When you arrive at Aldous Harding’s Party, it's probably not the get-together you might expect. No booze, loud music or bowls of chips. Instead, the title track describes a scene, alone on a windy, grass covered cliff-top with someone else’s thumb in your mouth.
The album is full of jaw-dropping, production twists and lyrical contradictions, laying the foundation for an incredibly satisfying puzzle. Creaky pianos, lilting vocals, distant chants, oddly timed guitar plucks all slot together seamlessly, where they shouldn’t.
Aldous Harding has transparently channeled her obtuse stage presence into an album of minimalism and razor-sharp edges. This is an album by an artist with a thrilling left-field vision, let loose, uncompromised. – Henry Wagons
15. King Gizzard and the Lizard Wizard – Flying Microtonal Banana
If my toddler could possibly get over watching the video clip for lead cut ‘Rattlesnake’ over and over again at breakfast, and would stop requesting it over and over and over again on car trips, he might actually enjoy the other eight sticky and tricky jams on King Gizzard and the Lizard Wizard's Flying Microtonal Banana.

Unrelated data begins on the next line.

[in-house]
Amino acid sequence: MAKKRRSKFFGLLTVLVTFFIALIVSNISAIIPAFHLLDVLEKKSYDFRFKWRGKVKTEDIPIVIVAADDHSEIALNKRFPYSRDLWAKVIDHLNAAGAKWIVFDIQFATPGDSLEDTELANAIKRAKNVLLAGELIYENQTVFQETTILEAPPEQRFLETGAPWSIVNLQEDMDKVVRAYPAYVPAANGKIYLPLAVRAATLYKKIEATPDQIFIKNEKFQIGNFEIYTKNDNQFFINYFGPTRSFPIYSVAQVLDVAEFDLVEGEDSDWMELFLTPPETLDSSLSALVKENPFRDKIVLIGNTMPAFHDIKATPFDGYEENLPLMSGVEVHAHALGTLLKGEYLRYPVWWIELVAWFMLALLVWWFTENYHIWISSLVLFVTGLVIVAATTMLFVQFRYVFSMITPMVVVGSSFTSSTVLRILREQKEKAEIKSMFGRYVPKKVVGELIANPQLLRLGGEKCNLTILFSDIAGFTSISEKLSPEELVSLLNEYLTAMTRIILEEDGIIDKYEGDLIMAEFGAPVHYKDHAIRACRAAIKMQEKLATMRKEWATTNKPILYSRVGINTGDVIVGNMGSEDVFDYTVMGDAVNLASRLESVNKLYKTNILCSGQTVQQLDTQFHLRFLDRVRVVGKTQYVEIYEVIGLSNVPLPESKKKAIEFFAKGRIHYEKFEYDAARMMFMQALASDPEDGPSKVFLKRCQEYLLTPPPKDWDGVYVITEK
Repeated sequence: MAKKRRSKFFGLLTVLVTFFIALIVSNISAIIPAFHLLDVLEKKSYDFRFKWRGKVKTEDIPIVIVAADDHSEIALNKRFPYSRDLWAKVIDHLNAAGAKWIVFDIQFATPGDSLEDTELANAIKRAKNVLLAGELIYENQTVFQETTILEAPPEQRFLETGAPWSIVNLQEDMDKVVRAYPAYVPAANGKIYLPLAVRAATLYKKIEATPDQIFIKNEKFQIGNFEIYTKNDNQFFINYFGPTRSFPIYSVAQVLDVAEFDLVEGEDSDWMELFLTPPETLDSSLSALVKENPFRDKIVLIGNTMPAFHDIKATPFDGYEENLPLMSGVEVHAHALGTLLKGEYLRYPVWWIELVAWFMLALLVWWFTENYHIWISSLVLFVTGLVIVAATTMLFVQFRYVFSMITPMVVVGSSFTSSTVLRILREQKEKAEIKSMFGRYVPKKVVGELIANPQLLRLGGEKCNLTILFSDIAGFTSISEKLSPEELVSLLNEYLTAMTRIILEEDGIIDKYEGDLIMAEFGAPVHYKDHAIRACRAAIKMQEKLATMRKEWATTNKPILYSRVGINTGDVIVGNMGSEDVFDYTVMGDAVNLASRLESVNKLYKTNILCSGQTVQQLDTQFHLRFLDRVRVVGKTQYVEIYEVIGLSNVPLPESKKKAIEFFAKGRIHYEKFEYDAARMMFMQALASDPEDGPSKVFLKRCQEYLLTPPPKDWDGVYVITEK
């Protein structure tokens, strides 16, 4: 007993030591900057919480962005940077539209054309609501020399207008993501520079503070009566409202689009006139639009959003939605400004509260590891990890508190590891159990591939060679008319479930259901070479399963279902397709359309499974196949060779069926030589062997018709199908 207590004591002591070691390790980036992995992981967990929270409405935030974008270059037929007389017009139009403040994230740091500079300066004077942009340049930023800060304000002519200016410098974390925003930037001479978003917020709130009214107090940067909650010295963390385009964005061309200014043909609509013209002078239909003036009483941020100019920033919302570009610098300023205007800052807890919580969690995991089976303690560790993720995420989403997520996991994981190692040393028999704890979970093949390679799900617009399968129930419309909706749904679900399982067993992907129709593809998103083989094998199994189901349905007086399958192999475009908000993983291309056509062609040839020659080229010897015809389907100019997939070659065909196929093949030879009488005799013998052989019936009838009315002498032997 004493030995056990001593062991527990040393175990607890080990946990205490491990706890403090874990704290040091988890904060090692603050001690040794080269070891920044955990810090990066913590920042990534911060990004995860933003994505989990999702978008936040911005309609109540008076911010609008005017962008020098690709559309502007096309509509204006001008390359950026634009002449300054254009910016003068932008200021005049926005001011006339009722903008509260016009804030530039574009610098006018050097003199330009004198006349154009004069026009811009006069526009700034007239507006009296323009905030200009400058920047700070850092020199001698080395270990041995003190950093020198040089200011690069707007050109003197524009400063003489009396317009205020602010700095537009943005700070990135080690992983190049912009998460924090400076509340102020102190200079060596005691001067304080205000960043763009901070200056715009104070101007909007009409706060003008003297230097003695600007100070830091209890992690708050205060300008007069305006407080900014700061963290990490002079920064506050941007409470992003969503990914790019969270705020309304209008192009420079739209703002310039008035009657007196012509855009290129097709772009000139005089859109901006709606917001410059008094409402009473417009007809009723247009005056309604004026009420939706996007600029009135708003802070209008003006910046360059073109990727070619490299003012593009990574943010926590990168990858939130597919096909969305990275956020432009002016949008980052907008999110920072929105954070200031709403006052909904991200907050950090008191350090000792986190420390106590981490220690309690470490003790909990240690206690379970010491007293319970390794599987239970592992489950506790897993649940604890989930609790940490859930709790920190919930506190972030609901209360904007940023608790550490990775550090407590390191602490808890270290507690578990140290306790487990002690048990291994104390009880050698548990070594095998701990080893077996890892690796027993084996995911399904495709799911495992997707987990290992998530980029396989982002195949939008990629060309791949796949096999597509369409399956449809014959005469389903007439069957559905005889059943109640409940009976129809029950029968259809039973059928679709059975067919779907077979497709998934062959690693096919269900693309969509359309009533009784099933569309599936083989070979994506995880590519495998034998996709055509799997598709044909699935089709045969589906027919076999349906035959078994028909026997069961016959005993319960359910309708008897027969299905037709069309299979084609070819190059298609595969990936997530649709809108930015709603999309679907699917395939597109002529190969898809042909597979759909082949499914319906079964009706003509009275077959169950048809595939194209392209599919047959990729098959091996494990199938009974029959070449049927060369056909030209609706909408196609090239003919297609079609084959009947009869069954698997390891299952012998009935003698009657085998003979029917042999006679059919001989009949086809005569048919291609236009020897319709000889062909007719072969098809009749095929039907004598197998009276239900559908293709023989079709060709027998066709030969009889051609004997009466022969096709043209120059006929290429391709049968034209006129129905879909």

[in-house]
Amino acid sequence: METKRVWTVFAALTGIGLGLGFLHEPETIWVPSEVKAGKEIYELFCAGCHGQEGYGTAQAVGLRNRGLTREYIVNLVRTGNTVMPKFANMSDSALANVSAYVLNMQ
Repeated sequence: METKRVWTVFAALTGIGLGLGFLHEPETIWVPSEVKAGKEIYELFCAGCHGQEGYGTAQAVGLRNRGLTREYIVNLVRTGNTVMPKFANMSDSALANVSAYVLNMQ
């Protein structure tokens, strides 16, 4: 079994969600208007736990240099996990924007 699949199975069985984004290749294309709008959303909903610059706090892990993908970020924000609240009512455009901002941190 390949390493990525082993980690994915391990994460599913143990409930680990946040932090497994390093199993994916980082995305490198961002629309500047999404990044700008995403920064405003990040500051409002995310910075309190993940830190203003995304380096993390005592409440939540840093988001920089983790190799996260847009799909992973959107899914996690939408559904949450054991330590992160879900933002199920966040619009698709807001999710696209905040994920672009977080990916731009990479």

This ninth album from the globe-conquering garage/psych/metal collective is kooky, spooky and groovy. And, to think, they had the nerve to plonk down this package of microtonal tunes about bushrangers and nuclear fusion – which is suitable for cool kids of all ages – just months after winning our J Award last year. – Ryan Egan
14. Spoon – Hot Thoughts
Given we had to wait almost five years for 2014’s They Want My Soul, it’s nice to have Spoon back relatively soon for album number nine.
Thankfully, nothing about Hot Thoughts feels rushed. This is another collection of expertly crafted songs. Again they prove to be among the most dependable of bands making music today.
But just because they’re consistent doesn’t mean they’re boring. Their playful attitude to crafting quality indie rock remains.
At this point in time we can’t even fathom Spoon making a bad record. It just seems completely outside the realms of possibility. If they’re going to continue to make records as fun, adventurous and just plain palatable as Hot Thoughts then we hope they have at least another nine in them. – Dan Condon
13. Perfume Genius – No Shape